One other area of advancement that has emerged during this latest four-year period in oncology is a focus shift from the analysis and personalized treatment of advanced cancers to the precision diagnosis and screening of early-stage tumors, with the goal of catching and curing disease before it progresses to terminal stages.

Christopher Wells, PMC's VP of public affairs, said in an email this week that the report makes particular note of new blood-based biomarker tests being advanced to detect multiple types of cancers at their earliest stages, "when they can often be treated more successfully and with less costs to the healthcare system."

Considering the intense investment in this area in recent years, for example, in companies like Grail and Thrive Earlier Detection, which were both recently acquired in multi-billion dollar deals, the next four years could see a significant change in how precision medicine practices are distributed across the cancer care continuum.

"Regarding the growth of personalized medicine in areas other than cancer, it is clear from this report that [the field] is expanding its footprint across various rare diseases. Recently approved drugs are delivering unprecedented benefits for patients with cystic fibrosis, for example. The emergence of gene therapies promises even more impact in the rare disease space," Wells added.

According to PMC, of the 286 currently available personalized drugs collated by the coalition and listed in an appendix to the report, only 92 are oncology therapies, about 32 percent of the total.

"This is a testament to the indications in pharmacogenomics, rare diseases and many other areas that continue to play a major role in the evolution of personalized medicine," Wells said.

The report authors also cited recent research by Concert Genetics, which estimates that the number of clinical exome tests offered by US labs has grown from fewer than 80 in 2016 to more than 120 as of 2020.

While the PMC's takeaway in its report is one of accelerated growth patterns for personalized medicine as a whole, some of the data collected also suggests that there could be slowing or perhaps saturation occurring in certain areas. The coalition's analysis of cancer clinical trial trends, based on an analysis conducted by LEK Consulting, for example, shows that biomarker use in clinical trials for cancer treatments rose from 57 percent to 61 percent in 2017, but has since remained at about that same level through the end of 2019.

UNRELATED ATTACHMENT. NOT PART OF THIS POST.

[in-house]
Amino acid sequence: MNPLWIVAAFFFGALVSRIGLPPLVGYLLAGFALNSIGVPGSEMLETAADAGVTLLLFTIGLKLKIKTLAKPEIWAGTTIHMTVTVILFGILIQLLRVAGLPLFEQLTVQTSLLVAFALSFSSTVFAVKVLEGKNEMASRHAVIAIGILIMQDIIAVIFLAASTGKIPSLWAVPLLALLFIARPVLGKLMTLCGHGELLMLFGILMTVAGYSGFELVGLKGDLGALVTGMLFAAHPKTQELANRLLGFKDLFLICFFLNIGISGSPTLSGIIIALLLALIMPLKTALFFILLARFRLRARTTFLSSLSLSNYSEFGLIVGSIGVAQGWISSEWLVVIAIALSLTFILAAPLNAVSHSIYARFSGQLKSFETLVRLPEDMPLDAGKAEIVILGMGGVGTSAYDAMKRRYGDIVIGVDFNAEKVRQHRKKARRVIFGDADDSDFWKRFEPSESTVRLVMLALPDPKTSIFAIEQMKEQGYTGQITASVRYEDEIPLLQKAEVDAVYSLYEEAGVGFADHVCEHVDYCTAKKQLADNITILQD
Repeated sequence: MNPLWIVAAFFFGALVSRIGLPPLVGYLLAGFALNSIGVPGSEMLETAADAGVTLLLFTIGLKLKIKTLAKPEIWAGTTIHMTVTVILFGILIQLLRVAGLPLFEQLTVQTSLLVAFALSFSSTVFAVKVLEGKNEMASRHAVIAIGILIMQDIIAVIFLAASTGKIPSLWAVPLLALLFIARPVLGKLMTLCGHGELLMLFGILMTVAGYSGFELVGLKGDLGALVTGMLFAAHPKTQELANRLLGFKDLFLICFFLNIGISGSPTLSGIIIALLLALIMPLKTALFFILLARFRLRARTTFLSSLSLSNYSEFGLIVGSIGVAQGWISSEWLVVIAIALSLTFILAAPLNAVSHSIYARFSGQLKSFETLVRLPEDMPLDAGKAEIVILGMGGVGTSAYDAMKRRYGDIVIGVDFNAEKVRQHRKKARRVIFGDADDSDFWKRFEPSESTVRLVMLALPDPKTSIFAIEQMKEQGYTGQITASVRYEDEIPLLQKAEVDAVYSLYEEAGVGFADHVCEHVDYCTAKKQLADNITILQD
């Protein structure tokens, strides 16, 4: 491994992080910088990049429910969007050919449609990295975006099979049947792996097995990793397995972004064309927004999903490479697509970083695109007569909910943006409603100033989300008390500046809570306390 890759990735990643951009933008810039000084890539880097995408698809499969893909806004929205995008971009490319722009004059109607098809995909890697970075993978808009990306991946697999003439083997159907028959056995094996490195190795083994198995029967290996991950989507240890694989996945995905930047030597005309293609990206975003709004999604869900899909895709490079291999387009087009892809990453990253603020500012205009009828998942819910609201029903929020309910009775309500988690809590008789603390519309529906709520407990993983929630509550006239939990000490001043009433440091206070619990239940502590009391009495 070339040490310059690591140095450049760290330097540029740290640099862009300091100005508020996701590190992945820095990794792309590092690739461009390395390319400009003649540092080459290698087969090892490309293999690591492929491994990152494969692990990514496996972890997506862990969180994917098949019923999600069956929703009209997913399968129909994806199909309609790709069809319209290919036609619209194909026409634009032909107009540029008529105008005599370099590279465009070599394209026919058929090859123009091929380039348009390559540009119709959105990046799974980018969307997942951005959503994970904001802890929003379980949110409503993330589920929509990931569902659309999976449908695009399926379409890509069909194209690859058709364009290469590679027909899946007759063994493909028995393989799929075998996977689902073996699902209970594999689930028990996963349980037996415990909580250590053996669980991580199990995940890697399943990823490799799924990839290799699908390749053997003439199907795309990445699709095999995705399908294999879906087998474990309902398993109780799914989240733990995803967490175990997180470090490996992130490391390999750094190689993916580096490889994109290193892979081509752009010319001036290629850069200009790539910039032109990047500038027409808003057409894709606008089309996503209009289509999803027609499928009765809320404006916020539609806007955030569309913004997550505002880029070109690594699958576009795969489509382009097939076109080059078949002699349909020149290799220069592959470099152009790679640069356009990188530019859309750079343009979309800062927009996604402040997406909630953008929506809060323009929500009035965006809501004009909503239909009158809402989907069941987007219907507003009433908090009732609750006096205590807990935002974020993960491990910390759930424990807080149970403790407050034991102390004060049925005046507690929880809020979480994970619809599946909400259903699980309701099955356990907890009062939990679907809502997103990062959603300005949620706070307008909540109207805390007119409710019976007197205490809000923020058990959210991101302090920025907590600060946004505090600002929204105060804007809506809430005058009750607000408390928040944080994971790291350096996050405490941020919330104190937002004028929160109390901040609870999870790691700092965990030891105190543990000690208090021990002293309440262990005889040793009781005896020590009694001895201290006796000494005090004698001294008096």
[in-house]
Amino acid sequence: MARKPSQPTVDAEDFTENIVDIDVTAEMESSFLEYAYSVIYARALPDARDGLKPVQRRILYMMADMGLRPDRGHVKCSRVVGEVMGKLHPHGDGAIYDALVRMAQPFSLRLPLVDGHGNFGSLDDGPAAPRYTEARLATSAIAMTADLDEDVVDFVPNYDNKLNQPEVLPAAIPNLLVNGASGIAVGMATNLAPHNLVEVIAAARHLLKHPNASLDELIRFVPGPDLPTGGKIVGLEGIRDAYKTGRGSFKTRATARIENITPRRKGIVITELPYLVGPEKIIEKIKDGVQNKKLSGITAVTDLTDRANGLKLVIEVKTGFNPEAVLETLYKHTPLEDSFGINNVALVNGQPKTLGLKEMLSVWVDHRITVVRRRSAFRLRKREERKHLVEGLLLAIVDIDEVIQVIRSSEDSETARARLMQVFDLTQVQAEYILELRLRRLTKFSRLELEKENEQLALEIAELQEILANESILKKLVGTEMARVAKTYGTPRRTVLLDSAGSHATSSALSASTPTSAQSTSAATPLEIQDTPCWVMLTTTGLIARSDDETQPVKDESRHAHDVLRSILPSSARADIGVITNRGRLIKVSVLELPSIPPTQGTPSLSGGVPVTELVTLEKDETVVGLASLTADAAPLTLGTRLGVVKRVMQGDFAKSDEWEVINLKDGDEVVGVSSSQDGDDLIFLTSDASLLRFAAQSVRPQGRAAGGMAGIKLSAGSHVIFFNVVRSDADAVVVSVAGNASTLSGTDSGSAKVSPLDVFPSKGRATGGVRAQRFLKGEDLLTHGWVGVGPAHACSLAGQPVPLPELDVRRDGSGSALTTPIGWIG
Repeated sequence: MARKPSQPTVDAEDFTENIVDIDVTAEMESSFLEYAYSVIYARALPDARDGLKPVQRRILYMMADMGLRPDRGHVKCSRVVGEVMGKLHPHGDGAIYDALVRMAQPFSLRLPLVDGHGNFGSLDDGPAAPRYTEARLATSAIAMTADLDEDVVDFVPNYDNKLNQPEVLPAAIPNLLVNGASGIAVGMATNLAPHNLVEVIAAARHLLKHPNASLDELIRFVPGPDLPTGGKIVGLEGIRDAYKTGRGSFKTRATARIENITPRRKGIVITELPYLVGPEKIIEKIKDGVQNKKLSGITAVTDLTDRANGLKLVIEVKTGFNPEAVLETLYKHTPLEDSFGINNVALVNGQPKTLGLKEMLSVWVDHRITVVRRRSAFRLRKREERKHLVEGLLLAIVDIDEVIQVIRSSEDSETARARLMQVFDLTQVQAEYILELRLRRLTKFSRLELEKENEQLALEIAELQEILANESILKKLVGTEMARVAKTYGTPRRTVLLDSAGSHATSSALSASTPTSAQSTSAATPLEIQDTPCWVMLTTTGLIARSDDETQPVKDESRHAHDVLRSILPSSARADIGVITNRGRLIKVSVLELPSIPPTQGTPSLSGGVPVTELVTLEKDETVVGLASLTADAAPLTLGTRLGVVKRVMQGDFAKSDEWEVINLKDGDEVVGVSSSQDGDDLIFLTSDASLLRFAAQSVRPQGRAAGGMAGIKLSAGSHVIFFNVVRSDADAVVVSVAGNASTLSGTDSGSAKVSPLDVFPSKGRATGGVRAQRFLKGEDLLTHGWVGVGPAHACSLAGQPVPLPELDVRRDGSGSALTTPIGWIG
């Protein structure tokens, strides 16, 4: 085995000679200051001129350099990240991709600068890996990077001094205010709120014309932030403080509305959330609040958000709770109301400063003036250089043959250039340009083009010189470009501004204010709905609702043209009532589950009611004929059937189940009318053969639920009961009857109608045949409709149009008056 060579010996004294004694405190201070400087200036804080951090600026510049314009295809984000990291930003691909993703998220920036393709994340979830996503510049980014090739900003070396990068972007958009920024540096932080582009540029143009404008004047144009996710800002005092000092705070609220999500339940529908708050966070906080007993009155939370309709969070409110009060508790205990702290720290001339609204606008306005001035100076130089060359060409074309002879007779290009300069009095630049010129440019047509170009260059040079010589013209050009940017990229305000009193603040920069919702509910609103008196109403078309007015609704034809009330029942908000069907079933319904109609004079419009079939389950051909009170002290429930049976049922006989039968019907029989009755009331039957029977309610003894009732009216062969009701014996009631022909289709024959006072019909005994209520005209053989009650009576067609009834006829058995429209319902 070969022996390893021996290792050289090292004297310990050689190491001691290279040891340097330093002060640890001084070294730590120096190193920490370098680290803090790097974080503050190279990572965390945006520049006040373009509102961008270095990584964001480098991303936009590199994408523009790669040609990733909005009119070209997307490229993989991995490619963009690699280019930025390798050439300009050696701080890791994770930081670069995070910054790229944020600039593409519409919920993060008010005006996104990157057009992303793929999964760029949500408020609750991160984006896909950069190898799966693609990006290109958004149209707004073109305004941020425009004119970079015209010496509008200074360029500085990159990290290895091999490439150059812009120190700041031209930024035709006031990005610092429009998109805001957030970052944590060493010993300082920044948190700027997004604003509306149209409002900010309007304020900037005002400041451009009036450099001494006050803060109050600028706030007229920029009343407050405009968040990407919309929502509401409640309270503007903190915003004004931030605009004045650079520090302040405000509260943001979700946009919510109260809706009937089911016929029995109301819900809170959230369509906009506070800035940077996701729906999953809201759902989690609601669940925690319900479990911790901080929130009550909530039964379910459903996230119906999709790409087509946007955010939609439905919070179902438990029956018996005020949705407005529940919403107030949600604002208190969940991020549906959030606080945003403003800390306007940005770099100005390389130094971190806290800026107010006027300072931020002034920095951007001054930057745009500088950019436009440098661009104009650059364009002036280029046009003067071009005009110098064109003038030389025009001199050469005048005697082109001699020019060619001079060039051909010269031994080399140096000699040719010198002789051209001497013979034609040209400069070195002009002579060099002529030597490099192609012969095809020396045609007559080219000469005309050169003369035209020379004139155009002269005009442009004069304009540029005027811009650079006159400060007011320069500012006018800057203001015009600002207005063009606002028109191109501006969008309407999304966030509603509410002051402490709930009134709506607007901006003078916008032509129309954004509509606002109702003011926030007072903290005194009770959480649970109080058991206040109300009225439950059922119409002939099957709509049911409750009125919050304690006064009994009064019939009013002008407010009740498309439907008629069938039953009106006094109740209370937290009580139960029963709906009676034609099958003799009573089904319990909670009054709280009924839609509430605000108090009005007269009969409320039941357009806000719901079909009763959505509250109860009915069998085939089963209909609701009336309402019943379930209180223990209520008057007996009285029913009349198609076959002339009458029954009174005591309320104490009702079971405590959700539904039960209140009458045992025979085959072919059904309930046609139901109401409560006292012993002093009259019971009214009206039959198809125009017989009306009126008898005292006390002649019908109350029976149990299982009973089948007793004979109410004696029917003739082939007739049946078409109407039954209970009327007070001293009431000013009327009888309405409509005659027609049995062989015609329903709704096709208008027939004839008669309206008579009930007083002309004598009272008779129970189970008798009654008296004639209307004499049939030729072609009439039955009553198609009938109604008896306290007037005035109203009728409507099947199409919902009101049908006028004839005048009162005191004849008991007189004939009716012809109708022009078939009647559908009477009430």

A significant portion of the coalition's report is dedicated to describing challenges and outlining best practices and principles that may be necessary to see the promise of new advances made real.

"Despite rapid scientific and technological advancement, the healthcare system has been relatively slow to integrate personalized medicine into clinical practice," the authors wrote, citing recent survey data from the PMC and others that suggest most healthcare organizations have only somewhat integrated personalized medicine practices and that only a small percentage of American patients said their doctor has discussed or recommended personalized medicine treatment options for them.

"Every corner of the healthcare spectrum must come together to advance science-driven, value-based solutions," the authors said. Among other recommendations, the report contends that regulatory authorities must clarify and standardize their oversight policies, translational researchers must demonstrate real benefit, and policymakers should begin to consider real-world evidence from clinical practice in their evaluation of novel personalized therapies.

On top of this, the field will need better-established pathways for evaluating clinical and economic utility of personalized medicine practices to facilitate coverage and reimbursement. Healthcare delivery organizations will have to get better at integrating precision medicine into clinical practice. Patients should take a more active role, and health information systems are going to have to continue to adapt, according to the report.

"Scientific discovery in personalized medicine will continue to accelerate, offering tremendous opportunities to both researchers and the patients who are looking to the next generation of medical advances. Personalizing care, however, requires the combined resources of multiple stakeholders — all of whom must be willing to invest in a paradigm change that can preserve innovation, improve outcomes, and reduce the overall costs of healthcare," the PMC authors wrote.